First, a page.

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Greenlight for resiliency authorities, housing inspections, and liquor board reforms: Hogan signs Anne Arundel legislation into law

Gov. Larry Hogan took a break from COVID-19 response planning Thursday to approve some legislation passed by the Maryland General Assembly in the coronavirus-shortened session earlier this year.

Among successful local bills are the City Dock-inspired Resiliency Authority bill, a bill that will require inspections of Annapolis’ public housing and many of the bills proposing liquor board reform in the county.

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Hogan’s announcement Thursday afternoon also included a lengthy list of vetoes, which was expected after he said last month he wouldn’t approve any legislation that would further the state’s economic burden, which has sickened nearly 30,000, killed more than 1,400, and left nearly half a million residents unemployed.

The Blueprint for Maryland’s future — a $4 million education overhaul — and many crime-related bills’ fate will be decided when the General Assembly gavels in January for veto overrides. Locally, Sen. Sarah Elfreth, D-Annapolis, was the primary sponsor on a bill that would have eliminated library fines and fees for minors across Maryland, which was also vetoed by Hogan.

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Tightened hate crime laws

Now using a noose or swastika to intimate another person or group is prohibited, after Del. Mark Chang, D-Glen Burnie, made this third appeal to his fellow lawmakers. Crossfiled with Elfreth, the bill had renewed support from local leaders after an October report from the Maryland State Police showed Anne Arundel with the most hate crimes and bias incidents in the state. Violators can be punished with up to three years in prison and a $5,000 fine.

Funding structures for climate change projects

The City-Dock inspired Resiliency Authority bill championed by Elreth enables local jurisdictions to create funding structures specifically to mitigate the effects of climate change.

Annapolis — or any other jurisdiction in the state — will be able to create a resilience authority that would issue and sell state or local bonds to fund resilience infrastructure projects like the one on City Dock. City and county officials have indicated they plan to do just that.

State Boat Act

House Minority Leader Nic Kipke, R-Pasadena, and Elfreth teamed up on the State Boat Act, which authorizes the Department of Natural Resources to act without first notifying a boat’s last known owner if it poses immediate hazards, and prohibit the department from using Natural Resources Police funds to remove or store abandoned boats. It also updates the definition of “abandoned or sunken vessels.”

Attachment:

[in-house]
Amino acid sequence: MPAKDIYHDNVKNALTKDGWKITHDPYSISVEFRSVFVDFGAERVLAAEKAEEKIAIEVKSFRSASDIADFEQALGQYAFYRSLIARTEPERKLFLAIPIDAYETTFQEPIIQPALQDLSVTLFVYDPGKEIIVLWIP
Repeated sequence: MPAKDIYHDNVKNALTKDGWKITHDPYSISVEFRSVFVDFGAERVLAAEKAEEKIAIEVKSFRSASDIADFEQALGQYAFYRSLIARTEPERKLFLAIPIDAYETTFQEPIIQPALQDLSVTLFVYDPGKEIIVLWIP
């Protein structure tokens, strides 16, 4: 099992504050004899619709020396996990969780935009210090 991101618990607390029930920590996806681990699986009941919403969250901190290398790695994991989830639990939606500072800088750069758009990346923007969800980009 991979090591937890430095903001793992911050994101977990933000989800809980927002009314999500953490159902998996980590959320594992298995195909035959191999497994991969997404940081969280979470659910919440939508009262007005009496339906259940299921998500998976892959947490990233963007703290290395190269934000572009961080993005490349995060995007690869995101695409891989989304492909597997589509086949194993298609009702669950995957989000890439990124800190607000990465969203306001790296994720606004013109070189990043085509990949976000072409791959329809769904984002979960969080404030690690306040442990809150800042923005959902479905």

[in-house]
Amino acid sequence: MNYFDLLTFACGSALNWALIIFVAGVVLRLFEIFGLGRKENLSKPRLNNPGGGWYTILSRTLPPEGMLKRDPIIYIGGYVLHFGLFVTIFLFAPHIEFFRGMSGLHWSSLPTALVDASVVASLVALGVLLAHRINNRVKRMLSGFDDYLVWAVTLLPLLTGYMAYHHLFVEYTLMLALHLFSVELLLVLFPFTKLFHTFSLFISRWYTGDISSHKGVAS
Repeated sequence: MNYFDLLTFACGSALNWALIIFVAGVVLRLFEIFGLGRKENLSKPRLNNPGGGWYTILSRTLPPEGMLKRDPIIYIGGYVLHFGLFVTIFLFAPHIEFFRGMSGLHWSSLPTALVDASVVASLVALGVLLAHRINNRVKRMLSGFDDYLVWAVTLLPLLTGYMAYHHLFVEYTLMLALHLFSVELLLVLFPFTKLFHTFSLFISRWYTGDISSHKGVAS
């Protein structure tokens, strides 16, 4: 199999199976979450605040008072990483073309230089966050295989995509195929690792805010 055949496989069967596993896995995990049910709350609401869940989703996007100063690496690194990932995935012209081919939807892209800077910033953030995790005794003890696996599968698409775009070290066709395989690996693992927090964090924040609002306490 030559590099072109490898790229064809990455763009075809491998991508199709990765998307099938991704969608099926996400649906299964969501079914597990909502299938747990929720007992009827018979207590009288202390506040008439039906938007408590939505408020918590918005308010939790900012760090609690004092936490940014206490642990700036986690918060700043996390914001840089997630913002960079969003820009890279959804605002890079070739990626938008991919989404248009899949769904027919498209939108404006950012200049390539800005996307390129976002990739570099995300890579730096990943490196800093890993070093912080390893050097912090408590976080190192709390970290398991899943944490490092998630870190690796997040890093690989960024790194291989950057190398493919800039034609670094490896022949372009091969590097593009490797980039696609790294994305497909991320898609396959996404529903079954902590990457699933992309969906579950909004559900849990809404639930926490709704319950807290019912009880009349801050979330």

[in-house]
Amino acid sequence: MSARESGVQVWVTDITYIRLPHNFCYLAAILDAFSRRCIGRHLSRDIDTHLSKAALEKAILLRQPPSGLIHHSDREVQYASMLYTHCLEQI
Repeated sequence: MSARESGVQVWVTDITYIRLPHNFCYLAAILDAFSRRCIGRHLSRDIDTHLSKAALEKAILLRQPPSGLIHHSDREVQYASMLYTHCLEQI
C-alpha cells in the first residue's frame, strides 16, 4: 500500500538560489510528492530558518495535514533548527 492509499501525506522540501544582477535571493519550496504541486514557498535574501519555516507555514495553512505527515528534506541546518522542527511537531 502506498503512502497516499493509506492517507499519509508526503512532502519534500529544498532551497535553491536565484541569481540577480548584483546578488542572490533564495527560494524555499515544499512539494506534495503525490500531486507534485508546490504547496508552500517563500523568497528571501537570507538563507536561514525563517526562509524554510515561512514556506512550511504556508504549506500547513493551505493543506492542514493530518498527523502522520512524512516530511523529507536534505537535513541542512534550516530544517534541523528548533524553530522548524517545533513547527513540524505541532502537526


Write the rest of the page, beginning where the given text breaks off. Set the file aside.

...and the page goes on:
Required inspections of HACA properties

This bill from Del. Shaneka Henson, D-Annapolis, eliminates an exception spelled out in the Maryland Housing and Community Development Article regarding the inspection and licensing of properties overseen by the Housing Authority of the City of Annapolis. The article previously authorized local governments to “make exceptions to its sanitary, building, housing, fire, health, subdivision, or other similar laws, rules, regulations” for housing authority properties.

Annapolis will no longer be permitted to make an exception for the Housing Authority of the City of Annapolis to a law, rule, regulation that operates in the city and relates to licensing and inspection of real property.

Court dogs

The Courthouse Dog and Child Witness Pilot Program has been part of Anne Arundel and Harford county courts since February 2018. Child witnesses eligible for the program are identified by the state’s attorney’s office, a best interest attorney or a Court Appointed Special Advocate volunteer who sends a request to the court’s administrative judge for approval. It’s an effort started locally by Sen. Bryan Simonaire, R-Pasadena, to help kids.

Illegal dumping

A bill sponsored by Kipke and Simonaire that paves a path for Anne Arundel to prevent litter and dumping, by allowing the Anne Arundel County Council to pass legislation prohibiting it, and imposing criminal and civil penalties for violation in accordance with state law.

Liquor board reform

Anne Arundel County’s liquor board will see substantial reform due to a bipartisan effort of the local delegation. Changes range from substantial changes to the board’s membership, to how application notices must be posted, how licenses work and which types of businesses can obtain them. One successful bill would establish a new license for salons and barbershops to serve alcohol to their patrons.

Among the 11 successful bills was one that will allow a business to transfer it’s license to a new location in the event of a catastrophe; one will change the board’s posting requirements; one will add a new position and raise salaries of inspectors; one will require applications for a license be subject to creditor claims; and one will implement transparency measures including requiring the board’s meetings be live-streamed.

Capital reporter Brooks DuBose contributed to this story.

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